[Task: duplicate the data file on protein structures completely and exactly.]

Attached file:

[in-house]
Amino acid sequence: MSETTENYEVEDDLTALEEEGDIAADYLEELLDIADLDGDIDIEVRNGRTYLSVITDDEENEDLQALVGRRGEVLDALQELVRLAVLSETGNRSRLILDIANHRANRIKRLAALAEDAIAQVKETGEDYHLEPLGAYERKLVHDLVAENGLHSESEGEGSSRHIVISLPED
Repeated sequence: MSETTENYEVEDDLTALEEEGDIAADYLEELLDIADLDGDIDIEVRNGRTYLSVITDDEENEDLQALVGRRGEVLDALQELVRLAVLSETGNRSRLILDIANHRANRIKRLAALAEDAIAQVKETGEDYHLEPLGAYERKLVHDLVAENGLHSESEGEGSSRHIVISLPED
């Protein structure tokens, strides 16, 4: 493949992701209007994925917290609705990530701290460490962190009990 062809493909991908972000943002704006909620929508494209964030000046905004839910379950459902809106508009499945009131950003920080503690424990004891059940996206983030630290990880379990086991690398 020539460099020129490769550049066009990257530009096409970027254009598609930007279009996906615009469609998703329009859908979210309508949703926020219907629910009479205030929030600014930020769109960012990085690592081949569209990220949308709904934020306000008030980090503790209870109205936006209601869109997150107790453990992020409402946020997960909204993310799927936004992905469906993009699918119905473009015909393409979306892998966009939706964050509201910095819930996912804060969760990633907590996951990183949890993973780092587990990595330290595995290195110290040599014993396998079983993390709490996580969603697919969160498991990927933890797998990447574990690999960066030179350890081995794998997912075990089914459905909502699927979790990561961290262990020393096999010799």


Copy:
[in-house]
Amino acid sequence: MSETTENYEVEDDLTALEEEGDIAADYLEELLDIADLDGDIDIEVRNGRTYLSVITDDEENEDLQALVGRRGEVLDALQELVRLAVLSETGNRSRLILDIANHRANRIKRLAALAEDAIAQVKETGEDYHLEPLGAYERKLVHDLVAENGLHSESEGEGSSRHIVISLPED
Repeated sequence: MSETTENYEVEDDLTALEEEGDIAADYLEELLDIADLDGDIDIEVRNGRTYLSVITDDEENEDLQALVGRRGEVLDALQELVRLAVLSETGNRSRLILDIANHRANRIKRLAALAEDAIAQVKETGEDYHLEPLGAYERKLVHDLVAENGLHSESEGEGSSRHIVISLPED
């Protein structure tokens, strides 16, 4: 493949992701209007994925917290609705990530701290460490962190009990 062809493909991908972000943002704006909620929508494209964030000046905004839910379950459902809106508009499945009131950003920080503690424990004891059940996206983030630290990880379990086991690398 020539460099020129490769550049066009990257530009096409970027254009598609930007279009996906615009469609998703329009859908979210309508949703926020219907629910009479205030929030600014930020769109960012990085690592081949569209990220949308709904934020306000008030980090503790209870109205936006209601869109997150107790453990992020409402946020997960909204993310799927936004992905469906993009699918119905473009015909393409979306892998966009939706964050509201910095819930996912804060969760990633907590996951990183949890993973780092587990990595330290595995290195110290040599014993396998079983993390709490996580969603697919969160498991990927933890797998990447574990690999960066030179350890081995794998997912075990089914459905909502699927979790990561961290262990020393096999010799």